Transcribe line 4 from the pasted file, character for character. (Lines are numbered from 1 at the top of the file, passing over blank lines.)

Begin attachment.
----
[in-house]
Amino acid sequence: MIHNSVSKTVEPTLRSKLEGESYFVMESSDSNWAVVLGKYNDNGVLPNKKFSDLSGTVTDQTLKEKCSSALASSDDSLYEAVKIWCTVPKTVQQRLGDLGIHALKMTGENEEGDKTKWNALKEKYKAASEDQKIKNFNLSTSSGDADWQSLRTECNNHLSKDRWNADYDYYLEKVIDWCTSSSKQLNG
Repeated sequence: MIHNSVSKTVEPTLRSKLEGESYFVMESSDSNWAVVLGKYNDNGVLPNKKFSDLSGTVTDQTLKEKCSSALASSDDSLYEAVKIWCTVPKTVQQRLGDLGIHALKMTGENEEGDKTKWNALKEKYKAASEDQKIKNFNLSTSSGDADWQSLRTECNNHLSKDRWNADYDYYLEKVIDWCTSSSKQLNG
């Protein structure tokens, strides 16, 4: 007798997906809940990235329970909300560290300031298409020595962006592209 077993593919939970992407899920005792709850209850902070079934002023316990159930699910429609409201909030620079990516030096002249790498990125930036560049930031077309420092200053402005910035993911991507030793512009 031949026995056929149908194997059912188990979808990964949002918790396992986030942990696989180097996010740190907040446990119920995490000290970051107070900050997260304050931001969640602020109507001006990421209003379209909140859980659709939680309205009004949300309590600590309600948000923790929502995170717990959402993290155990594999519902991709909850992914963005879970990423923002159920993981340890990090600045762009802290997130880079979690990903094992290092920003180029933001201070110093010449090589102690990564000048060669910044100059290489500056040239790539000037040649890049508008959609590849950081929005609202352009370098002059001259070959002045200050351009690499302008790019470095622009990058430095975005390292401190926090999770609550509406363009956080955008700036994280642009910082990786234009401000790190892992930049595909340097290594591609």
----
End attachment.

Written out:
């Protein structure tokens, strides 16, 4: 007798997906809940990235329970909300560290300031298409020595962006592209 077993593919939970992407899920005792709850209850902070079934002023316990159930699910429609409201909030620079990516030096002249790498990125930036560049930031077309420092200053402005910035993911991507030793512009 031949026995056929149908194997059912188990979808990964949002918790396992986030942990696989180097996010740190907040446990119920995490000290970051107070900050997260304050931001969640602020109507001006990421209003379209909140859980659709939680309205009004949300309590600590309600948000923790929502995170717990959402993290155990594999519902991709909850992914963005879970990423923002159920993981340890990090600045762009802290997130880079979690990903094992290092920003180029933001201070110093010449090589102690990564000048060669910044100059290489500056040239790539000037040649890049508008959609590849950081929005609202352009370098002059001259070959002045200050351009690499302008790019470095622009990058430095975005390292401190926090999770609550509406363009956080955008700036994280642009910082990786234009401000790190892992930049595909340097290594591609």